Hockey Writers sit down with Wenatchee's Chase Perry
February 27, 2014
Over the last several years, Thomas (Chase) Perry has shown a significant amount of growth as a young and budding North American goaltender. After spending three years in Andover High School as a member of the Huskies, Perry demonstrated solid improvement in each of his three seasons and even had the chance to play in a playoff game in his last season with the team.
While this year has been different for Perry as he is now a member of the Wenatchee Wild of the NAHL, the netminder has not stopped his gradual progression. Instead, the goalie has been a bright spot for his team as he has appeared in 19 games and has recorded a 2.36 GAA and .907 Save Percentage in his first season playing in the North American Hockey League.
This year, the NAHL could very well be sending three draft-hopeful goalies (Perry, Kasimir Kaskisuo, Drew Vogler, Logan Halladay), and Perry is currently leading the bunch as the highest ranked goaltender of the three. Recently, The Hockey Writers had a chance to sit down and have a conversation with Chase Perry about his draft prospects and what it has been like to transition to the NAHL after spending several years playing High School hockey.
The Hockey Writers: Being from Andover, what did it mean to you to go to Andover HS – which has a great high school hockey program – and what did you take away from that experience?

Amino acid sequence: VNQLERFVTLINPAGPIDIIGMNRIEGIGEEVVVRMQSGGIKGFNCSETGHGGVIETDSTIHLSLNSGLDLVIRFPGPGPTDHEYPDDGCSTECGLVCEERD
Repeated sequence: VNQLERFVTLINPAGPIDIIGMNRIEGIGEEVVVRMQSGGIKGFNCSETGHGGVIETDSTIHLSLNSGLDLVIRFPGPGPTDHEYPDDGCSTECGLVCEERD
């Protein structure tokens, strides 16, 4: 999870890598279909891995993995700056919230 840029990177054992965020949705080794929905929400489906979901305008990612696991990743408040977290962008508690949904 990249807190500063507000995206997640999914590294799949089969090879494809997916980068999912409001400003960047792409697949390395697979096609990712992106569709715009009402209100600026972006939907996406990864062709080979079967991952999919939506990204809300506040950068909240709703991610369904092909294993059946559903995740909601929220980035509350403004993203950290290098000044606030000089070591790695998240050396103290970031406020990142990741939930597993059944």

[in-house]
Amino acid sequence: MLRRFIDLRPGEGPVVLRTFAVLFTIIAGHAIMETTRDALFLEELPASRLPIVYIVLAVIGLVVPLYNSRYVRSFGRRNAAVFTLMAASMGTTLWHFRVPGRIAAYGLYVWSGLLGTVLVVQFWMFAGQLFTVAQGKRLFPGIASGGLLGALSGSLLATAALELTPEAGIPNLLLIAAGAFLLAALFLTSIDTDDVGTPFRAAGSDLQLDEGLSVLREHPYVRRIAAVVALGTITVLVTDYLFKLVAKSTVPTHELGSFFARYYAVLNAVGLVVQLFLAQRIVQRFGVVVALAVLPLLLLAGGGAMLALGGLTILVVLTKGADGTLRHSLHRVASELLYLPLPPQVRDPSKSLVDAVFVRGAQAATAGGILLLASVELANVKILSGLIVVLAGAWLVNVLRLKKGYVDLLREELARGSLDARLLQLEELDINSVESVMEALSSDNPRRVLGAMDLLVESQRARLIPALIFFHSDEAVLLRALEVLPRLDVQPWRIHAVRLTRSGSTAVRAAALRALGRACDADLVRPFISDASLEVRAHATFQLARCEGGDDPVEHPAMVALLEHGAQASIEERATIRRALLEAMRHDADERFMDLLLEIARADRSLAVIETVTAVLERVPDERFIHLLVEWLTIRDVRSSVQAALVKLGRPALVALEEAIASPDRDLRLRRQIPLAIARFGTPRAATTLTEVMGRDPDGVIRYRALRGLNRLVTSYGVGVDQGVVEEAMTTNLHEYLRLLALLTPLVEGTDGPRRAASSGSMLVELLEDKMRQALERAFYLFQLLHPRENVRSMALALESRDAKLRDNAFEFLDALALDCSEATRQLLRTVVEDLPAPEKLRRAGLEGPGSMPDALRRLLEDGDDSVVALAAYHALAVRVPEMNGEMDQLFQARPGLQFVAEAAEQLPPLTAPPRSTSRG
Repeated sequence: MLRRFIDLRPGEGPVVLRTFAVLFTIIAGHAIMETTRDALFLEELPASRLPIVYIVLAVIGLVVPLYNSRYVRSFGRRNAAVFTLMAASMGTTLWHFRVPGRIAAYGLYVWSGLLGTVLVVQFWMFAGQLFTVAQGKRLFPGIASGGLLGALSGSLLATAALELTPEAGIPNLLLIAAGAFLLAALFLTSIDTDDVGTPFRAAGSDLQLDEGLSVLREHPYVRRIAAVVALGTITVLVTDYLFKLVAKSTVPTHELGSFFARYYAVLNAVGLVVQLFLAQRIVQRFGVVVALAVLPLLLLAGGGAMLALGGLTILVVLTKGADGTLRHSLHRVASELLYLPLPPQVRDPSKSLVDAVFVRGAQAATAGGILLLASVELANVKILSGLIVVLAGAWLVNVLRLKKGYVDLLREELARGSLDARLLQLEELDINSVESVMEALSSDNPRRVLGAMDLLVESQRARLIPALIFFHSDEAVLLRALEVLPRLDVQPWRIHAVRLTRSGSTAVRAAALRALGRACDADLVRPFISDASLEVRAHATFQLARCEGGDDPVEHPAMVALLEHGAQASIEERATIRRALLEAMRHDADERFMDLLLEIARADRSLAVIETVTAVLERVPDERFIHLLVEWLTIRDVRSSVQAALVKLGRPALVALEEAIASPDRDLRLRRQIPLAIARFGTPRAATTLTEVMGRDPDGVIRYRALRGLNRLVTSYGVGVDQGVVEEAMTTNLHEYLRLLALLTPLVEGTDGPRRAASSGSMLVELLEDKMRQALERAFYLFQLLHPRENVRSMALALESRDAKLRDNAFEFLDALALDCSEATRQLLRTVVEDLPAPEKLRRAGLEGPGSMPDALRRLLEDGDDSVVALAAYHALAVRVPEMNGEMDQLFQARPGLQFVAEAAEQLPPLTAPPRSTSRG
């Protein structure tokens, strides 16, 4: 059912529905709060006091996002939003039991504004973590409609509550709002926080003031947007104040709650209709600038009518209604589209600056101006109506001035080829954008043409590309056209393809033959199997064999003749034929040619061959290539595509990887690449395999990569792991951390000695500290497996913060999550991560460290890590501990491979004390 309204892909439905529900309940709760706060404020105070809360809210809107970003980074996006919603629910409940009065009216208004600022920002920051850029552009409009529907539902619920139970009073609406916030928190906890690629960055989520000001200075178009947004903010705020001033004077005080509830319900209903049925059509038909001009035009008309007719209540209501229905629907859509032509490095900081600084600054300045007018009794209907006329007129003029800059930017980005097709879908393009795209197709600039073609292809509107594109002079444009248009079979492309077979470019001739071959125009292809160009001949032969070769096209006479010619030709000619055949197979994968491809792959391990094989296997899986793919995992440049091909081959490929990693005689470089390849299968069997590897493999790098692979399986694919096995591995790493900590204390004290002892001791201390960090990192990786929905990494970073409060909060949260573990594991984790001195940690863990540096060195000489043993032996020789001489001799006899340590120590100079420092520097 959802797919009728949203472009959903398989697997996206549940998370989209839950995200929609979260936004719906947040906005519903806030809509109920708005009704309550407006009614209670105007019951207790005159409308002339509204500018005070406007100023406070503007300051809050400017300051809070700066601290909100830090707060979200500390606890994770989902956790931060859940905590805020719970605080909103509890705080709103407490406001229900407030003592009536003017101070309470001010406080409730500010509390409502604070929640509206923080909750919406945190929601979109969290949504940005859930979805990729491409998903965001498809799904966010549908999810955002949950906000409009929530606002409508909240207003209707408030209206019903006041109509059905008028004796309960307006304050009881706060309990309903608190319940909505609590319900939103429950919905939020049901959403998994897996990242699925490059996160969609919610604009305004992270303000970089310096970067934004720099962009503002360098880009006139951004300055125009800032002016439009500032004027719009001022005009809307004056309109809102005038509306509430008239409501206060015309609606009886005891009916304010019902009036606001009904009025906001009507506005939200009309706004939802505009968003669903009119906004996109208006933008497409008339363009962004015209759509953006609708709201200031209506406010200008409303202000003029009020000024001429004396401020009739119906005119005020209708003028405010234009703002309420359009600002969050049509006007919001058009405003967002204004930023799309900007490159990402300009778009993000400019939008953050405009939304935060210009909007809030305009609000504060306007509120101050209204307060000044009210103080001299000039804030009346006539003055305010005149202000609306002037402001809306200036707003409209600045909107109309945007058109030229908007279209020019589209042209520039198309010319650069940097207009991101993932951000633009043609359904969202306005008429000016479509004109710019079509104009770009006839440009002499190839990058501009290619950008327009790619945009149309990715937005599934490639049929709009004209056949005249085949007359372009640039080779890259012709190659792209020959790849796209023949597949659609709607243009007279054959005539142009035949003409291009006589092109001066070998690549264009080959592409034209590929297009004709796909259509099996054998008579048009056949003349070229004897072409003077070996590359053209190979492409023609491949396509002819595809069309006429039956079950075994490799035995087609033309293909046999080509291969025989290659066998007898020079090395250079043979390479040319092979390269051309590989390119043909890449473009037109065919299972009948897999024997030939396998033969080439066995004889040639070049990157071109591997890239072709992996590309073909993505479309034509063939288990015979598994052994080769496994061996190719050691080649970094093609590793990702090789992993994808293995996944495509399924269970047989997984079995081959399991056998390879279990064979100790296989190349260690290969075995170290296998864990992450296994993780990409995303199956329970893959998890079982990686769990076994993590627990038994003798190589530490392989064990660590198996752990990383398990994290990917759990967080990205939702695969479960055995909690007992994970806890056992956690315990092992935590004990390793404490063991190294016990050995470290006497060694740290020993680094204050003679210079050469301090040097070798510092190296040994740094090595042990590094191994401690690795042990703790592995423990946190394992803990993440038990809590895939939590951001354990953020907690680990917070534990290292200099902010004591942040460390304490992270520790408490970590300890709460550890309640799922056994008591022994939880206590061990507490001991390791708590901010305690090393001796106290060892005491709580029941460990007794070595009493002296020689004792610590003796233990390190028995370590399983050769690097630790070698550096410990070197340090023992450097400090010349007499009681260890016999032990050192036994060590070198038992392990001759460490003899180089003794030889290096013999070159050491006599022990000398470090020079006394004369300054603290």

Chase Perry: Playing for Andover was awesome. Most players, they come in as a sophomore, but my coach was very helpful and he let me start as a freshman. Coach Mark Manney gave me a great opportunity to come in and prove myself and see if I can take a varsity position. I split my freshman year with another goalie – he was a junior – and then my sophomore year I went in and I think I played 24 or 25 of the regular season games. Being a part of Andover hockey was a great opportunity and it was one of the most meaningful things in my hockey career so far.
THW: What has been the biggest transition that you have had to make this season after going from Andover to the NAHL?
CP: Back in high school there were maybe one, two, or three guys that were the standout players that had a lot of skill and knew what they were doing. But here [playing juniors] almost every single person knows what to do with the puck, the right decisions to make, and everyone here is just a good hockey player.
THW: Has there been a specific experience that has helped you adapt thus far to play in the NAHL?
CP: I feel like it was really in training camp during the first week when I got here. I stepped into the net and the shots just started flying at me – it was a lot quicker than high school and I think that was an eye opener as I really had to bear down and come out and compete every day, face shots, and try to get better.
THW: What has it been like to learn from someone like Bliss Littler and the rest of the Wenatchee Wild coaching staff?
CP: It’s awesome, Bliss has been around coaching for many years and he’s one of the most respected coaches in junior hockey, and I guess in all of hockey you could say. He has so many great stories that he tells us and he teaches us how to be a pro and treat ourselves right, so it’s a great opportunity to have him as my coach.
THW: Can you describe your experience being a member of the NAHL U18 Selects team and what you took away from that opportunity?
CP: That was a really fun experience. I got to know some of the guys from around the league, and it was kind of fun to see how the other players like their teams and how they’re developing.